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Top Stories

Earthshine used to test life detection method
...By imagining the Earth as an exoplanet, scientists observing our planet's reflected light on the Moon with ESO's Very Large Telescope have demonstrated a way to detect life on other worlds...

Solid buckyballs discovered in space
...Astronomers using NASA’s Spitzer Space Telescope have detected a particular type of molecule, given the nickname “buckyball”, in a solid form for the first time...

Steamy water-world gets the Hubble treatment
...Hubble Space Telescope observations of a 7 Earth-mass planet find an unusual water-rich world swathed in a thick, steamy atmosphere...

Suspected asteroid collision leaves trail of destruction
Posted: 02 February 2010

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The Hubble Space Telescope has zoomed in on the potential crash scene of two asteroids in the Asteroid Belt, showing evidence for a never before seen head-on collision.

Discovered on 6 January by the Lincoln Near-Earth Asteroid Research (LINEAR) sky survey, early images raised the question as to whether the object, which appeared to display a long tail of debris, was in fact a comet. Now, close-up images captured by Hubble's new Wide Field Camera 3 on 25 and 29 January reveal a complex X-shaped pattern near the nucleus of the object.

NASA's Hubble Space Telescope has observed a mysterious X-shaped debris pattern and trailing streamers of dust that suggest a head-on collision between two asteroids. Image: NASA, ESA, and D. Jewitt (University of California, Los Angeles).

“This is quite different from the smooth dust envelopes of normal comets,” says principal investigator David Jewitt of the University of California, Los Angeles. “The filaments are made of dust and gravel, presumably recently thrown out of the nucleus. Some are swept back by radiation pressure from sunlight to create straight dust streaks. Embedded in the filaments are co-moving blobs of dust that likely originated from tiny unseen parent bodies.”

Curiously, the nucleus of the object, currently known as P/2010 A2, lies outside the dusty halo of material, a phenomena never before seen in a comet. An alternative explanation is that the complex debris tail is the result of a head-on collision between two small rocky asteroids, and not from the vaporization of ice from a comet nucleus that occurs when a comet approaches the Sun. The observed nucleus would therefore be the surviving remnant of this high-speed crash.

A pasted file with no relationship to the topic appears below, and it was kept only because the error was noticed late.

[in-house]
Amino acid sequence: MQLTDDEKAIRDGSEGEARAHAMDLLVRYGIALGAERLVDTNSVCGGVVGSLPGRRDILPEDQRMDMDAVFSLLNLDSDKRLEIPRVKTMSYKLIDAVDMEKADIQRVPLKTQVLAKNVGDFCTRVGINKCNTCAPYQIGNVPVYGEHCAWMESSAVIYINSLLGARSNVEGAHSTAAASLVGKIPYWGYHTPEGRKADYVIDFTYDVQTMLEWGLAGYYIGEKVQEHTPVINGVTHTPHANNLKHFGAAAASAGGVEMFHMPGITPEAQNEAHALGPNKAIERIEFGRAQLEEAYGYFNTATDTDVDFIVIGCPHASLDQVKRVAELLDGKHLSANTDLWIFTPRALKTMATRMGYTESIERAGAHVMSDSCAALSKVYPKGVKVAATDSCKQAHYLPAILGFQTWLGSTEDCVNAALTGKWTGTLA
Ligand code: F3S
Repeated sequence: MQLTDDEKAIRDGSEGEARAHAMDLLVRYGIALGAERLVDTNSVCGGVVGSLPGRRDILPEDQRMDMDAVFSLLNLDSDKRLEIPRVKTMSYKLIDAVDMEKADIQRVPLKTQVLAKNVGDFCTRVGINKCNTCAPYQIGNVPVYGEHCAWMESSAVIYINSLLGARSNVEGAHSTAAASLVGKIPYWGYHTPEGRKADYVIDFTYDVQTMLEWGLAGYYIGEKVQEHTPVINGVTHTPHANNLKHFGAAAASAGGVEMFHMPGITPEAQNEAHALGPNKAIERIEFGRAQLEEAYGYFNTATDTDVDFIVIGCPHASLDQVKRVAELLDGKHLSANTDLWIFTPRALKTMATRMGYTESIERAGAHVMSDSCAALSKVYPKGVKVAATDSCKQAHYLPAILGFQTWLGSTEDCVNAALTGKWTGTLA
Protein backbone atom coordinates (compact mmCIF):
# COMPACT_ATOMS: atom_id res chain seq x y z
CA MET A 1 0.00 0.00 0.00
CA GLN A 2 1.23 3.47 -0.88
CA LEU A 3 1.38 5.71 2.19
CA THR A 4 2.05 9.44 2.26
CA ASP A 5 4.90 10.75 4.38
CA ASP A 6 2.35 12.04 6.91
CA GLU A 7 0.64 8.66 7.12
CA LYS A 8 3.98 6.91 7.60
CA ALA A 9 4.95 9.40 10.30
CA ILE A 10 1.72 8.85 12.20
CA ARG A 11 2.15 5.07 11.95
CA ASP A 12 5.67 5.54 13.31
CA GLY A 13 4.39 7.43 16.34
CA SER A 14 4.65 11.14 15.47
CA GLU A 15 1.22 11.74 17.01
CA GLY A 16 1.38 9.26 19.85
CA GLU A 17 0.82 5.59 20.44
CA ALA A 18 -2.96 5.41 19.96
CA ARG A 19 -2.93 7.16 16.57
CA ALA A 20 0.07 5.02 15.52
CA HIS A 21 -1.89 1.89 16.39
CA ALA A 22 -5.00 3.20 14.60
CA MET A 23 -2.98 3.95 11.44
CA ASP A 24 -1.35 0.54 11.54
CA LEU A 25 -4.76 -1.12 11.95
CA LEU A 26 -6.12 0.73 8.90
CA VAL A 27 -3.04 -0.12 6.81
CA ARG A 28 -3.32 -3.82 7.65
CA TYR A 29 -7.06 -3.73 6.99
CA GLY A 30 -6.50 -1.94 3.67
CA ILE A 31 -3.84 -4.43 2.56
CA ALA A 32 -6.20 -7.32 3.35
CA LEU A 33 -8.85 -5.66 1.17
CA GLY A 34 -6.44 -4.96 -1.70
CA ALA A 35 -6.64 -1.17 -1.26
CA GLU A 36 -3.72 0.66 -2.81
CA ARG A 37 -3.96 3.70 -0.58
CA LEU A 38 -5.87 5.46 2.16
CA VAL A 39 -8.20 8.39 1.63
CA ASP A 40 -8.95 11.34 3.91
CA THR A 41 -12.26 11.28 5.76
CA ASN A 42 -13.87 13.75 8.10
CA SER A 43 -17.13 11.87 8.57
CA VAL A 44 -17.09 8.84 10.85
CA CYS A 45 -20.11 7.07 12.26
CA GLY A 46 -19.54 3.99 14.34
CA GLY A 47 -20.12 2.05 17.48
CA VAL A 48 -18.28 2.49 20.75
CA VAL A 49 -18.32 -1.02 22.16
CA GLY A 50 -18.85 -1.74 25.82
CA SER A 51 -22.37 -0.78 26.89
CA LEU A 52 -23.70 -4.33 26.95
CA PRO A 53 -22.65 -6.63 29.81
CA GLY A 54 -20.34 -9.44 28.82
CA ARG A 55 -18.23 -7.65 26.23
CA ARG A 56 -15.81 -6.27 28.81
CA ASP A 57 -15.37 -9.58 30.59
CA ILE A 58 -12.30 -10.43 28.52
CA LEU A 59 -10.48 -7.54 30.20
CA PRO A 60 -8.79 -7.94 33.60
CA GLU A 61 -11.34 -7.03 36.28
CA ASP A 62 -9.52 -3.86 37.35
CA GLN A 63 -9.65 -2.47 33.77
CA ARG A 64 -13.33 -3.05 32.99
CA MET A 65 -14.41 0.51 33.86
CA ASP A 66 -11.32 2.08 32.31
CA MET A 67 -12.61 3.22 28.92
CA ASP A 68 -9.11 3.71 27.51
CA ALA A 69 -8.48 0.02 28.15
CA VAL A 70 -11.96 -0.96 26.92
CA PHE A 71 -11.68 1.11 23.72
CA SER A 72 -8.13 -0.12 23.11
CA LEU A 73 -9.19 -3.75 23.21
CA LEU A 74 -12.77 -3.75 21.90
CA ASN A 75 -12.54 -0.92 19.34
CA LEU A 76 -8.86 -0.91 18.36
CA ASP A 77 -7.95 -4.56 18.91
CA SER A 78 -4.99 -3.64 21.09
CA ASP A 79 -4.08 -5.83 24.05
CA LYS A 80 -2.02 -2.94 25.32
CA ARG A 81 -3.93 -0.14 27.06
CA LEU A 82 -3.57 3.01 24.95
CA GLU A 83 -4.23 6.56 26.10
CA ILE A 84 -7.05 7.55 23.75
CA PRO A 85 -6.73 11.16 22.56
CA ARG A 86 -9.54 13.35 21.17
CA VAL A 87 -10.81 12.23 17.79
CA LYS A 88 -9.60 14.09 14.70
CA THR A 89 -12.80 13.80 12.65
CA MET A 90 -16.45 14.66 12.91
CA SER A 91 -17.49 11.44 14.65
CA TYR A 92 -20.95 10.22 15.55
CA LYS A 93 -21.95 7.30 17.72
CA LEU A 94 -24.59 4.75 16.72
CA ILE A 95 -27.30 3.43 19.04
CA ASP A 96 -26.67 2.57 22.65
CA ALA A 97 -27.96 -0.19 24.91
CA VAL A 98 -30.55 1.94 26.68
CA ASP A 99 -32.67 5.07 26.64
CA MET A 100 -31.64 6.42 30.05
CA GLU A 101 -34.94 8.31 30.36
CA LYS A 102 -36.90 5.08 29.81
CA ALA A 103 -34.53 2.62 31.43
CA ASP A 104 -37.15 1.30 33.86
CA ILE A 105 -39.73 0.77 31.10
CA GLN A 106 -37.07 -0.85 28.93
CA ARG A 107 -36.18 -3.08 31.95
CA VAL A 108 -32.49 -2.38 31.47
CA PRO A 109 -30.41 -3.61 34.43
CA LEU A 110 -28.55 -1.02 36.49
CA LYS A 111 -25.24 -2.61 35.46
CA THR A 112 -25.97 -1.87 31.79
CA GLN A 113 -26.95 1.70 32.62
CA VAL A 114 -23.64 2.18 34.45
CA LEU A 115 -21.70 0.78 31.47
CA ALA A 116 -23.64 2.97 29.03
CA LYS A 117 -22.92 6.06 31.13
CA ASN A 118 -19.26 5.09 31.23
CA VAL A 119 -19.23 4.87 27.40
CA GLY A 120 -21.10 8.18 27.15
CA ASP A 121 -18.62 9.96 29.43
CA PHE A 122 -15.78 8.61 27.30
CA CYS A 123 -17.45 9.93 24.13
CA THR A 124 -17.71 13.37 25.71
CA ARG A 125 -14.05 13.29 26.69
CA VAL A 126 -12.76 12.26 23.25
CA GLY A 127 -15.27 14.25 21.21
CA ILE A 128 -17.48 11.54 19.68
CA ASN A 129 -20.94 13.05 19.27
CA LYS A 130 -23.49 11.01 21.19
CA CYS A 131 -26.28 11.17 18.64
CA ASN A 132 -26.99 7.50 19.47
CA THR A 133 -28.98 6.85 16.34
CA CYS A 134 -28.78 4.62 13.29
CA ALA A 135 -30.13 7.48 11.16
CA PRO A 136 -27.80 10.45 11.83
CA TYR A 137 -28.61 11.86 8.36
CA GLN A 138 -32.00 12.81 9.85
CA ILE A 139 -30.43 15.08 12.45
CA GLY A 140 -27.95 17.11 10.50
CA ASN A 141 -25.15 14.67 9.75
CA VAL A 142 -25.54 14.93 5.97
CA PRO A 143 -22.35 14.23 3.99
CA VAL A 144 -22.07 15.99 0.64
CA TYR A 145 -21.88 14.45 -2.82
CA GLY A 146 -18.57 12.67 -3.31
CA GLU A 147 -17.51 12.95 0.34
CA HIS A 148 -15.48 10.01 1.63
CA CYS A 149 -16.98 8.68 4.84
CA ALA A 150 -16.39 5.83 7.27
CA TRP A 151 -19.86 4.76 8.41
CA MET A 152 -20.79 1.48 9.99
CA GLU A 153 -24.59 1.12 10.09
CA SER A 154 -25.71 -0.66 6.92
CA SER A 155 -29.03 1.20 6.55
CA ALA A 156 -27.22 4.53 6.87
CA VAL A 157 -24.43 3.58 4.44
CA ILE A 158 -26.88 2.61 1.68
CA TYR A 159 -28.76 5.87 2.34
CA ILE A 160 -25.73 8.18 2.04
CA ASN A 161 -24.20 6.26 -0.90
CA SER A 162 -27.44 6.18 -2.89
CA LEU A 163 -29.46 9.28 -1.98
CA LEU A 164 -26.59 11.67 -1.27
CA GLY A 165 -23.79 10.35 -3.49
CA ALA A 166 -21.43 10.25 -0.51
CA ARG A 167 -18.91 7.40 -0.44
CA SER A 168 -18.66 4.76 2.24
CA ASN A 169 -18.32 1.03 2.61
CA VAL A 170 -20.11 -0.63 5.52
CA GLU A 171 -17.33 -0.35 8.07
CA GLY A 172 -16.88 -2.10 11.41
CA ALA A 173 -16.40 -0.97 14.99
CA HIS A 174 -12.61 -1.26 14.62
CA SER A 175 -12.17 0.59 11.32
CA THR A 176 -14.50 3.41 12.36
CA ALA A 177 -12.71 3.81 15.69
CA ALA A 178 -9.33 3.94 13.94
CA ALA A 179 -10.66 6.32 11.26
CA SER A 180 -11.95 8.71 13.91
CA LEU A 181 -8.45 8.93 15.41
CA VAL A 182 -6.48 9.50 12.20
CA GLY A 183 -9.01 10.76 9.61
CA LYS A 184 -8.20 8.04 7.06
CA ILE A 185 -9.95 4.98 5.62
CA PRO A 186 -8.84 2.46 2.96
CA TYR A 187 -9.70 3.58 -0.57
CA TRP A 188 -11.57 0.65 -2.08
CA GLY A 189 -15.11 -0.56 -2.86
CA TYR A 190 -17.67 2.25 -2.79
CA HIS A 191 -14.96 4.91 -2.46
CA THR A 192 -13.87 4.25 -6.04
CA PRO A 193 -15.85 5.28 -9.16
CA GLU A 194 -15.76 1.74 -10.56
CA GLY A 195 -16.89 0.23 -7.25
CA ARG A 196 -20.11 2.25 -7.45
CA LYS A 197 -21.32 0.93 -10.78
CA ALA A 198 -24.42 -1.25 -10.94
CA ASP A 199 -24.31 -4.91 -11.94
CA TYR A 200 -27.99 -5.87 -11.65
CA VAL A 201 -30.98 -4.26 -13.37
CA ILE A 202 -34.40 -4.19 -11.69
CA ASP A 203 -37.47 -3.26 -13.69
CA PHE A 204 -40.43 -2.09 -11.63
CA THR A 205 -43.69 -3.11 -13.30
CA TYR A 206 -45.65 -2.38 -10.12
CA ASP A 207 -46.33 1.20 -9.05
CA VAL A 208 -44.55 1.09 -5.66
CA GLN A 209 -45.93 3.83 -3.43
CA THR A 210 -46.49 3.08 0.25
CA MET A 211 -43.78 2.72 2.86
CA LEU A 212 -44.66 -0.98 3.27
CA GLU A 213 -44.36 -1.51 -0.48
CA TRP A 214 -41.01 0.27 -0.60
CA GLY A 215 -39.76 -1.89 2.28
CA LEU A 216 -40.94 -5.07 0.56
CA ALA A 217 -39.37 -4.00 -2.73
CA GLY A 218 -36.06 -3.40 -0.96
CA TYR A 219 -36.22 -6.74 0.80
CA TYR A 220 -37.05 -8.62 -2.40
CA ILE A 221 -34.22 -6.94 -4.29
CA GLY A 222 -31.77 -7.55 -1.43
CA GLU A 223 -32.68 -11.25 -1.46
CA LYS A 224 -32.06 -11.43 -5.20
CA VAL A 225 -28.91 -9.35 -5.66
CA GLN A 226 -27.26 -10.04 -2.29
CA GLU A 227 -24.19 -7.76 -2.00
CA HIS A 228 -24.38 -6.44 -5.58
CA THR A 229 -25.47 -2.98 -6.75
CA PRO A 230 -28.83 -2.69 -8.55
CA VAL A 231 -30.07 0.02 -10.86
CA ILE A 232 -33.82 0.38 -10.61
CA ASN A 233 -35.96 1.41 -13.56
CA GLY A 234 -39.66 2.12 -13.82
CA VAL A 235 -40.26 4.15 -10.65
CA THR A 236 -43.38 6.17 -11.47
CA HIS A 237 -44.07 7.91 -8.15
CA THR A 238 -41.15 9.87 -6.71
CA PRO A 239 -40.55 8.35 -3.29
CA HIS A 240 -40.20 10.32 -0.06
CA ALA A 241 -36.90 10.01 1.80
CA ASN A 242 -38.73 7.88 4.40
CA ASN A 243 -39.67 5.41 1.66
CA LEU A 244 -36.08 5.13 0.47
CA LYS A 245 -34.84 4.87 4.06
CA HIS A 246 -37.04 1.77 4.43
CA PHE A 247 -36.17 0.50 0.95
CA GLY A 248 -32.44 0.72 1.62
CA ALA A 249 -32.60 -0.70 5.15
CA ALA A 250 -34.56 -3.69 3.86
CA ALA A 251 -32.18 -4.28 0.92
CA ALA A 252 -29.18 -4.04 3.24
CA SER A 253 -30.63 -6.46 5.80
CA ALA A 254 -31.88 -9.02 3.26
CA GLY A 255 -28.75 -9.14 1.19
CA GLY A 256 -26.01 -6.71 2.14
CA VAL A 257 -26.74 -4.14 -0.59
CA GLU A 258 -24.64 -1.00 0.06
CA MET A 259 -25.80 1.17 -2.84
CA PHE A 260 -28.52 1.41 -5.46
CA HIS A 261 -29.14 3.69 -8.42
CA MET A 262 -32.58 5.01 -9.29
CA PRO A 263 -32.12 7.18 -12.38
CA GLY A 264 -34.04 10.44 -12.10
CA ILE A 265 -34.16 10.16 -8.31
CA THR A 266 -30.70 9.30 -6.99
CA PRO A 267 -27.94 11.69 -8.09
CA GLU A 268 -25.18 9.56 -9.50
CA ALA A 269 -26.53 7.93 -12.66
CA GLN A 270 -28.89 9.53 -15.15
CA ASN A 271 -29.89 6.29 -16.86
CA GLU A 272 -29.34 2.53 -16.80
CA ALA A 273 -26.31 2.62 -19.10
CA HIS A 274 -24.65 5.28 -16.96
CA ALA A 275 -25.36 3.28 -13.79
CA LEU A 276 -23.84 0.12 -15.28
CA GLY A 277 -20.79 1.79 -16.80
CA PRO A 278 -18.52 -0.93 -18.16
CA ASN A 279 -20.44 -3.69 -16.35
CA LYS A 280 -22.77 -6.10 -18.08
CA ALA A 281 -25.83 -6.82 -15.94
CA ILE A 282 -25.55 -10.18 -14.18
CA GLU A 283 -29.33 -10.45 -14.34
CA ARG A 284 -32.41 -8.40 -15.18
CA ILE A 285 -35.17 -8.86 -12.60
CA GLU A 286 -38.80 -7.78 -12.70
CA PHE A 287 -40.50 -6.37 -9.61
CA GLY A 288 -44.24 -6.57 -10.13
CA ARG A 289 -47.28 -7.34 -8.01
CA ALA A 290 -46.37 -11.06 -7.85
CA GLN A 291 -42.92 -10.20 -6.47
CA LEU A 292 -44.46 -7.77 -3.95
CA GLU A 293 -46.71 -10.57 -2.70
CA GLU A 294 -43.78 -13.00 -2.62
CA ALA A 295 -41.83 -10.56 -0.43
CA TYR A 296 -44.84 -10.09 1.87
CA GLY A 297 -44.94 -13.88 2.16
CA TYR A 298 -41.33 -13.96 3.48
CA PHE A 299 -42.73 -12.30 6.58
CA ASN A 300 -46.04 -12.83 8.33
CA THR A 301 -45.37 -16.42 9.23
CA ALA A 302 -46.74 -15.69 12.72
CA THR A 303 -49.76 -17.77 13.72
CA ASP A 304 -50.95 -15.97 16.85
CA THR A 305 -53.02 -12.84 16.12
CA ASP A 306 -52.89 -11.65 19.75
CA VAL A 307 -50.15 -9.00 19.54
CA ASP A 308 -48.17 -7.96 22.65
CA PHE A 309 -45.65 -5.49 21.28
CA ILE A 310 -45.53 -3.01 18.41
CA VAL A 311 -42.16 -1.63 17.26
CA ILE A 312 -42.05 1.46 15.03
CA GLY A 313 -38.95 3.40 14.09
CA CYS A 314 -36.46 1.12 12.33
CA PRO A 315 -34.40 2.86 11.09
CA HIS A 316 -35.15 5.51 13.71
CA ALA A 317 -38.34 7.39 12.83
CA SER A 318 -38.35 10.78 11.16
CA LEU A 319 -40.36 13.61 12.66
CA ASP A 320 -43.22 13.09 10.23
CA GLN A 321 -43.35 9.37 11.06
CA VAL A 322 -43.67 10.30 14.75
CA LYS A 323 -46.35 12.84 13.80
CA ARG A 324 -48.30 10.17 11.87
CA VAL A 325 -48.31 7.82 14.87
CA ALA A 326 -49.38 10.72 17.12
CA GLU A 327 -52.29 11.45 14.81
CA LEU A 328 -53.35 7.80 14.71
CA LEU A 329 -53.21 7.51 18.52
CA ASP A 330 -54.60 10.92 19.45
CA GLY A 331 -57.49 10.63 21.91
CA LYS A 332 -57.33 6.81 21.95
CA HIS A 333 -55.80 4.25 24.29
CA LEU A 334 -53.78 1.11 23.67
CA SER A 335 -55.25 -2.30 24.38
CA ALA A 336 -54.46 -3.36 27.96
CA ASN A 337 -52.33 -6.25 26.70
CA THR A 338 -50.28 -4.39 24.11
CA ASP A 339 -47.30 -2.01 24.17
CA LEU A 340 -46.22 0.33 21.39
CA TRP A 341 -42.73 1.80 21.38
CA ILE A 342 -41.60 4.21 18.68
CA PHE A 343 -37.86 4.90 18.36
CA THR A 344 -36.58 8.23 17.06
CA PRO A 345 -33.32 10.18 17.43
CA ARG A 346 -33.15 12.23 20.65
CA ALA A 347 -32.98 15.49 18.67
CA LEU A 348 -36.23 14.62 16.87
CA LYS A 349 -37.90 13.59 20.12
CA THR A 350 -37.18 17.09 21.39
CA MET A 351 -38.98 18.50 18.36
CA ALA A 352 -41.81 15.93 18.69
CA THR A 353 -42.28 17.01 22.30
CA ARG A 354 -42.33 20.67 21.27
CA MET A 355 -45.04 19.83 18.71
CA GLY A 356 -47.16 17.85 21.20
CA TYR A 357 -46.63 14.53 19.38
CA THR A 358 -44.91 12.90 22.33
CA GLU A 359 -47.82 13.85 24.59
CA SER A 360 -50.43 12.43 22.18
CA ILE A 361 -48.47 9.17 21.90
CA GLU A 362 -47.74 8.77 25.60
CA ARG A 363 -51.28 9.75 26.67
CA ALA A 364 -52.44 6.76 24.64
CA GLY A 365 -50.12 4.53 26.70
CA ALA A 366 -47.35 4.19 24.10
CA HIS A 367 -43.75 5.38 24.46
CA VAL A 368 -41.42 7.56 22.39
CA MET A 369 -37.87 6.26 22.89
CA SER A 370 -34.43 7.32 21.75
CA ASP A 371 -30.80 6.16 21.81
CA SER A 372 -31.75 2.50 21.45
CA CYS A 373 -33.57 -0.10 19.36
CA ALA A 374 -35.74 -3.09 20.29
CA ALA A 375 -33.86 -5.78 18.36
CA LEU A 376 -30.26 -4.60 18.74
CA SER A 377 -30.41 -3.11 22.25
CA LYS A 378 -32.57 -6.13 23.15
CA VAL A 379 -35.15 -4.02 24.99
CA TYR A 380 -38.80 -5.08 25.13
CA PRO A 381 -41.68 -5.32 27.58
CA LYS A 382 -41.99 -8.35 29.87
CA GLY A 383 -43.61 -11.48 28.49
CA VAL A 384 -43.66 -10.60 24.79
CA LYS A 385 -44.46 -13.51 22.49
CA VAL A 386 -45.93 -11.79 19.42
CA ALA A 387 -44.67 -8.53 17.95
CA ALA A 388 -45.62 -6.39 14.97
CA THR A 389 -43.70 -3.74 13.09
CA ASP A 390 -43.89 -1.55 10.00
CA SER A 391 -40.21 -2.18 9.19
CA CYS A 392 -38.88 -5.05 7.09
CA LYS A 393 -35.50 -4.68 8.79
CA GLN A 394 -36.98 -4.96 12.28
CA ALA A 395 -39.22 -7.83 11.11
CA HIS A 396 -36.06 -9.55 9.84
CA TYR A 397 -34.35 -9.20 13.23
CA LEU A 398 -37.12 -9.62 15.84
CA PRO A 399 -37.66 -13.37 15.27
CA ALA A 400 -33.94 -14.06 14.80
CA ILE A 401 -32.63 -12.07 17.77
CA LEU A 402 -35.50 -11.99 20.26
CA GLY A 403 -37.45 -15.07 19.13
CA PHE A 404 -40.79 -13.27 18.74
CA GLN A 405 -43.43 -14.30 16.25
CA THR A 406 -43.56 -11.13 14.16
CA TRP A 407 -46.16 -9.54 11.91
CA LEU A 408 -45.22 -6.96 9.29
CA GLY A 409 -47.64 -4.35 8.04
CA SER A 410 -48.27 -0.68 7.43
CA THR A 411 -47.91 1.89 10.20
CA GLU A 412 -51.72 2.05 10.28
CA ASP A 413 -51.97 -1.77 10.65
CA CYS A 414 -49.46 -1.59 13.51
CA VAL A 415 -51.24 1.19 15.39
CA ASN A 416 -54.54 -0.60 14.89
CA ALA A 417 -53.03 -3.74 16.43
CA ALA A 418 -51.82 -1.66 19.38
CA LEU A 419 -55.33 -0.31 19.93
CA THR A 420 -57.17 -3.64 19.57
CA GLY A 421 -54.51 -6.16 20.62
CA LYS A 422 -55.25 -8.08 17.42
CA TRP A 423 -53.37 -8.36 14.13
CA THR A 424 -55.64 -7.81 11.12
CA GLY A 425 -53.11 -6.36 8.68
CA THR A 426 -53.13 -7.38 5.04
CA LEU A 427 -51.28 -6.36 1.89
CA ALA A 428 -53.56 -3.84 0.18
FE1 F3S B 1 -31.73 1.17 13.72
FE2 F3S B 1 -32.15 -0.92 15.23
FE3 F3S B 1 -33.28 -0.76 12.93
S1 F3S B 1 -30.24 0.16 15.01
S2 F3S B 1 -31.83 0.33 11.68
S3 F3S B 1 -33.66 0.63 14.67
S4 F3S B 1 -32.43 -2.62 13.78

“If this interpretation is correct, two small and previously unknown asteroids recently collided, creating a shower of debris that is being swept back into a tail from the collision site by the pressure of sunlight,” says Jewitt. “The filamentary appearance of P/2010 A2 is different from anything seen in Hubble images of normal comets, consistent with the action of a different process.”

The Asteroid Belt records the history of countless ancient collisions and the orbit of P/2010 A2 is consistent with membership in the Flora asteroid family, which was produced by collisional shattering more than 100 million years ago. Until now, however, no such collision has been caught on camera.

The Planets
From tiny Mercury to distant Neptune and Pluto, The Planets profiles each of the Solar System's members in depth, featuring the latest imagery from space missions. The tallest mountains, the deepest canyons, the strongest winds, raging atmospheric storms, terrain studded with craters and vast worlds of ice are just some of the sights you'll see on this 100-page tour of the planets.

Hubble Reborn
Hubble Reborn takes the reader on a journey through the Universe with spectacular full-colour pictures of galaxies, nebulae, planets and stars as seen through Hubble's eyes, along the way telling the dramatic story of the space telescope, including interviews with key scientists and astronauts.

3D Universe
Witness the most awesome sights of the Universe as they were meant to be seen in this 100-page extravaganza of planets, galaxies and star-scapes, all in 3D!


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